Computer scientists in Canada have worked with botanists in Switzerland to build a 3D computer model which simulates how plants grow and develop beautiful shapes. Their model was able to accurately show how plants achieve phyllotaxis, this regular arrangement of lateral organs around a central axis. According to the researchers, this model will be used by botanists to complement and interpret laboratory experiments. But it also could be used as a basis for models of how other organisms, including animals, develop from primordial stem cells.
The computer simulation was designed at the University of Calgary by professor Przemyslaw Prusinkiewicz, and his team at the Graphics Jungle Research Lab, including PhD student Richard Smith, who describes the characteristics of the computer model.
"Biologists have many theories about why phyllotaxis exists but have always wondered how it happens," said Smith. "This model is exciting because it proposes a mechanism that works and can be used to try and prove some of the biological theories about the growth process."
Here is a short description of what the team achieved with this computer model.
Smith and Prusinkiewicz worked with the botanists in Switzerland to create a three-dimensional simulation of plant growth at the microscopic scale, simulating cell division and showing how concentrations of the fundamental plant growth hormone auxin appear at regularly-spaced intervals. This creates the striking spiral patterns of seeds observed in sunflowers, daisies, and many other plants. Other patterns, such as branching at right angles observed in lilac branching, can be also be simulated using different parameter values.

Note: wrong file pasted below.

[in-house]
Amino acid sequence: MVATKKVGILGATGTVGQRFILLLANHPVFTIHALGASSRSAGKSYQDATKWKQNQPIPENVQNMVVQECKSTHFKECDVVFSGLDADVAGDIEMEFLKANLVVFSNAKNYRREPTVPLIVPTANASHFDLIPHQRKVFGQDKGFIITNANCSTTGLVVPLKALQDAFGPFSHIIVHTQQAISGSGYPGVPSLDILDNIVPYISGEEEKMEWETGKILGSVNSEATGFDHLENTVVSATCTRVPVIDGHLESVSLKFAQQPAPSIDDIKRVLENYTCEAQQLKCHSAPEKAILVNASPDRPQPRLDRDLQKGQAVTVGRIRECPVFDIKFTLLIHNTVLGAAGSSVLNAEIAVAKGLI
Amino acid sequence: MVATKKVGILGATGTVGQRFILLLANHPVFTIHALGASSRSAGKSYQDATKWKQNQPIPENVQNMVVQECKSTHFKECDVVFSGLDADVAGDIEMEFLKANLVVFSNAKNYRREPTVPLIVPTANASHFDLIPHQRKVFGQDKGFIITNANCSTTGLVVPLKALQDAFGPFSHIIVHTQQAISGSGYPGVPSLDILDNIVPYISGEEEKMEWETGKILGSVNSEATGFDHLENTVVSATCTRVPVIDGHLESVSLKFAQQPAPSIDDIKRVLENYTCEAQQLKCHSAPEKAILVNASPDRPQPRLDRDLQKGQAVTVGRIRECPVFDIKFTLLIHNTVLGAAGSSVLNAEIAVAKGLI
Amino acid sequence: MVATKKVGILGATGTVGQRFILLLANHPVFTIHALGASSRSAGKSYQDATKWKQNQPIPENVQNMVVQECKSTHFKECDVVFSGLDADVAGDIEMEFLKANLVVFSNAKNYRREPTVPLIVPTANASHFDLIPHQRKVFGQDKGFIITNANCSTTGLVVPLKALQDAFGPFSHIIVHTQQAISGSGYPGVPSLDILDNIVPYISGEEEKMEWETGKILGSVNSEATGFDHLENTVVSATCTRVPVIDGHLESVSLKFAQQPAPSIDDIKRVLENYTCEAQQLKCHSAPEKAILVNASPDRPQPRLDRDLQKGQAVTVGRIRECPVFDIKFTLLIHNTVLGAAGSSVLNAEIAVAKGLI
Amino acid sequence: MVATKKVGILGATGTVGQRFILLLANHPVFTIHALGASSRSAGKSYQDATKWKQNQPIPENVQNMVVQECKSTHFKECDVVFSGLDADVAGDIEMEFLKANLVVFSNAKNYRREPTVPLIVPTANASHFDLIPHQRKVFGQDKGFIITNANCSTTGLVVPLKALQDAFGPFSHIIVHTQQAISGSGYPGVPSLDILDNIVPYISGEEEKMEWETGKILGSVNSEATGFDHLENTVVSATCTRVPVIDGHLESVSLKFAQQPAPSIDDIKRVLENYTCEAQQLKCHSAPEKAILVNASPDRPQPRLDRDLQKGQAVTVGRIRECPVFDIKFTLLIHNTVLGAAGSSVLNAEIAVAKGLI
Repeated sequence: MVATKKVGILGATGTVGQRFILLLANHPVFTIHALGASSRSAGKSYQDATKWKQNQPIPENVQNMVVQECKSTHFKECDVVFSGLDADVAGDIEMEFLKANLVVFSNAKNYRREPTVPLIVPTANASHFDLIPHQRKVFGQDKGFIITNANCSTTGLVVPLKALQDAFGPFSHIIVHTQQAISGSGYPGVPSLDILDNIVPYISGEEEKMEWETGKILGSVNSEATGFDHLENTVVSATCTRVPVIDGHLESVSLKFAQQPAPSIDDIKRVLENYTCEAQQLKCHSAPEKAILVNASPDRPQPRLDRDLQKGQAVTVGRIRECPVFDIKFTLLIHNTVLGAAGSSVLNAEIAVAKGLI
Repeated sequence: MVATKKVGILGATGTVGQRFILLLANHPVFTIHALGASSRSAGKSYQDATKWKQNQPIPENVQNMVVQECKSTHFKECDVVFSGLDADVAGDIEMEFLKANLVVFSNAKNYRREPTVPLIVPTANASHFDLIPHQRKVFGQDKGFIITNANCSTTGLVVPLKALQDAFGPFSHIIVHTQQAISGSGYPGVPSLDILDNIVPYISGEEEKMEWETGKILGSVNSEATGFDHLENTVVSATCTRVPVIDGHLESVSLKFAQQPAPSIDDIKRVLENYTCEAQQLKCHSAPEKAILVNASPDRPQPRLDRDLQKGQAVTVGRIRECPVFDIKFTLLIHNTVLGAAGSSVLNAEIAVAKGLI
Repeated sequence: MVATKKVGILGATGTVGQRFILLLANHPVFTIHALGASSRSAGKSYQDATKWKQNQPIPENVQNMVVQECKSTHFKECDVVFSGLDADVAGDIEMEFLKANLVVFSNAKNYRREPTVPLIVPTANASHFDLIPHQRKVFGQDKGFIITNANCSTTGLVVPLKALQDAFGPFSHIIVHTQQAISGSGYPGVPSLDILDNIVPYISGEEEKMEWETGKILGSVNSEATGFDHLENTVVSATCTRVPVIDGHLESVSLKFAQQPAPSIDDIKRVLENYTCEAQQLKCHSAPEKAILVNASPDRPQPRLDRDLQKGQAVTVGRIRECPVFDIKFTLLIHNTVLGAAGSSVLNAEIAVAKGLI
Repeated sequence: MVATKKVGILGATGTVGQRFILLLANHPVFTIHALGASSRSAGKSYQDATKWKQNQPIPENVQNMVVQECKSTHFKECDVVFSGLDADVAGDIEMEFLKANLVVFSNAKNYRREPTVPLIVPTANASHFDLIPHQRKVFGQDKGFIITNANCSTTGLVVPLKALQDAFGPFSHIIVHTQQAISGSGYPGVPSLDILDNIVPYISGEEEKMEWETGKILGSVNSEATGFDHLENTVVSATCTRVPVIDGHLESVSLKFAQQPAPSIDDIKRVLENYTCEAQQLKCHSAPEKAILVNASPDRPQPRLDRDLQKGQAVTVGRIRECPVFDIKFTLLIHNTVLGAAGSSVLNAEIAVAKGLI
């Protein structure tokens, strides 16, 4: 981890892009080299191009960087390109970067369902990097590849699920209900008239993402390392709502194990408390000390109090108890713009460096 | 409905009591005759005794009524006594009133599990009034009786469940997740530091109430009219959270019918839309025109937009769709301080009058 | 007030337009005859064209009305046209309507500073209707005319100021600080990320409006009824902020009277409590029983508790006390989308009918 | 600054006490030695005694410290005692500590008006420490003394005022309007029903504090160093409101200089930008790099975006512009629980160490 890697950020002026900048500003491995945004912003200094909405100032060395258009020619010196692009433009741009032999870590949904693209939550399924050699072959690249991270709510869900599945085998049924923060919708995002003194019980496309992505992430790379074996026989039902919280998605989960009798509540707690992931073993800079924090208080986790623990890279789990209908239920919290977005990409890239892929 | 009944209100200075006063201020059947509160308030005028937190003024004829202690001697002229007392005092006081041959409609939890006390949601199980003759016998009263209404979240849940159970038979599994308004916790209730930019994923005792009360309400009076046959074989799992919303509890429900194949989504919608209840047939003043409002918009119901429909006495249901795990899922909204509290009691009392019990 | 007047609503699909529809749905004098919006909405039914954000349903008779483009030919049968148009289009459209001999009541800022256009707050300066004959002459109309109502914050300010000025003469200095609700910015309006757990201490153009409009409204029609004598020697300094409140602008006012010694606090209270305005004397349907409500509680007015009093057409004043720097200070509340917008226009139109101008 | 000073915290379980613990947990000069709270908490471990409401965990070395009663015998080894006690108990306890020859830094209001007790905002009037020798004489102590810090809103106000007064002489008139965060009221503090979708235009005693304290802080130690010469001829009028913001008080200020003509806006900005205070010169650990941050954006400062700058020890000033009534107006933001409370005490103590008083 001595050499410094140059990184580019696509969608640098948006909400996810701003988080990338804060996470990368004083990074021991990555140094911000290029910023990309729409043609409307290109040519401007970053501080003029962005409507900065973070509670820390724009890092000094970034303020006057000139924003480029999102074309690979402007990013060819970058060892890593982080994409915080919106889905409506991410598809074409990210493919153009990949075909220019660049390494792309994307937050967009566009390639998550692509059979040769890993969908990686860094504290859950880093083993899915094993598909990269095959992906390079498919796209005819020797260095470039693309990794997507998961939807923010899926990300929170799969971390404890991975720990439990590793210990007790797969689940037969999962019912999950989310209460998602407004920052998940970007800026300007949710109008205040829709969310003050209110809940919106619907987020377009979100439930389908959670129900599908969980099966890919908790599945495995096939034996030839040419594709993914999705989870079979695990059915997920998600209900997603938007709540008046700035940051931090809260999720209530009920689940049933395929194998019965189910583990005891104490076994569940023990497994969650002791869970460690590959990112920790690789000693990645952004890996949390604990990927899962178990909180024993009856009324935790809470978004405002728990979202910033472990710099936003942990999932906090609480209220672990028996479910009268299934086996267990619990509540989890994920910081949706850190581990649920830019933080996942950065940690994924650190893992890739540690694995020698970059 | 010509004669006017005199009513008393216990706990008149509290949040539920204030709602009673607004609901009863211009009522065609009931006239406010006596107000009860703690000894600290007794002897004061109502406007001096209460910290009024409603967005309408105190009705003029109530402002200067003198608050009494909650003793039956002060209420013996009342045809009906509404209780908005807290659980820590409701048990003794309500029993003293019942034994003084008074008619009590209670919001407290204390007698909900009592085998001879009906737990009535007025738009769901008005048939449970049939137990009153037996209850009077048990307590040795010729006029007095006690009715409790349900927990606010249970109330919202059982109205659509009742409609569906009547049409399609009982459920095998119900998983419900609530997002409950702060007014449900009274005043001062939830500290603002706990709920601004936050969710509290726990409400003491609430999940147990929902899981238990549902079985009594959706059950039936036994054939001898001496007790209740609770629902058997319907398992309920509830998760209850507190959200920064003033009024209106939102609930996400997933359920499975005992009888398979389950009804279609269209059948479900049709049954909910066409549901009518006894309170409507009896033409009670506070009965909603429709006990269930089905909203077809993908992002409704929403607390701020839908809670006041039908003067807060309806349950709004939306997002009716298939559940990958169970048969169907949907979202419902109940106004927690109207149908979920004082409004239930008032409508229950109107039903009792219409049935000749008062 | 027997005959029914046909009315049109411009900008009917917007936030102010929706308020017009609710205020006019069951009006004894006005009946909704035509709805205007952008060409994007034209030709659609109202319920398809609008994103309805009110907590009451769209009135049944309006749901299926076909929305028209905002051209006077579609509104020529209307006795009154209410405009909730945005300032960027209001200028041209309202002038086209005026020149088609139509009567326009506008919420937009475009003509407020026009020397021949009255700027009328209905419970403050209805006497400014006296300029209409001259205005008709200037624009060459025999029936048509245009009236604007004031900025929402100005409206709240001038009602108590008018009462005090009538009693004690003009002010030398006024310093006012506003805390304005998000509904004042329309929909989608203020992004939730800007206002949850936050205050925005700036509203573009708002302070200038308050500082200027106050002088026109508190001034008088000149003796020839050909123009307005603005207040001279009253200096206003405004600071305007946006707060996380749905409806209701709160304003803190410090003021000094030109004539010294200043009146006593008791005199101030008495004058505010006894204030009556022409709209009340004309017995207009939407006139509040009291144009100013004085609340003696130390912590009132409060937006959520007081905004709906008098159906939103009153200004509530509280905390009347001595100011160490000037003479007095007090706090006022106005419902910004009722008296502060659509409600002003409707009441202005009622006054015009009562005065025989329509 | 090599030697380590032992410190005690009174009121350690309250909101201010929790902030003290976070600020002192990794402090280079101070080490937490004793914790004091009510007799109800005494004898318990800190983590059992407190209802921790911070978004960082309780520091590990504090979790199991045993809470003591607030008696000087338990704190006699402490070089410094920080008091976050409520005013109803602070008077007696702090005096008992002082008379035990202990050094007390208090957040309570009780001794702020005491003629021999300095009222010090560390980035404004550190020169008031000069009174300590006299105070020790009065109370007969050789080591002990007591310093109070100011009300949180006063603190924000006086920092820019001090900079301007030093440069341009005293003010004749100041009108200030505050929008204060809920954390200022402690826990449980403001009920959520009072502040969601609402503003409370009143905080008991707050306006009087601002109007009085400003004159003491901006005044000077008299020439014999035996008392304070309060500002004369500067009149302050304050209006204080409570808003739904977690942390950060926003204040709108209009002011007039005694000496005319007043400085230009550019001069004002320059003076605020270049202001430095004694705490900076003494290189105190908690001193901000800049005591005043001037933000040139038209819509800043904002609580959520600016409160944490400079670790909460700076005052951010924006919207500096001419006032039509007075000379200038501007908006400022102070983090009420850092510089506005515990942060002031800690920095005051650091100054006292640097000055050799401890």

The researchers have used a plant called Arabidopsis for this project, but this is not the first time that they carefully studied this plant. For example, the pictures below some comparisons of sample Arabidopsis plants (A, C, E) with a model integrating a large amount of experimental data (B, D, F). These comparisons have been measured in 'hours from sowing' (hfs): A and B, at 264 hfs; C and D, at 417 hfs; E and F, at 491 hfs. And the scale bar represents 1 centimeter. (Credit: University of Calgary)
This research work has been published online as an open access paper by the Proceedings of the National Academy of Sciences under the name "A plausible model of phyllotaxis" on January 23, 2006. Here are two links to the abstract and the full paper (PDF format, 6 pages, 767 KB).
If you're interested in this subject, you also should read a previous paper published by Plant Physiology in October 2005 under the name "Quantitative Modeling of Arabidopsis Development" (Vol. 139, pp. 960-968). Here are the links to the abstract and to the full paper, from which the above illustration was extracted (PDF format, 9 pages, 263 KB).
The computer scientists think their computer model can be used for animals as well, but is this really feasible? We'll see.
In the mean time, you can use the plant modeling software developed at their Virtual Laboratory and develop your own applications.
Sources: University of Calgary news release, via EurekAlert!, January 23, 2006; and various web sites
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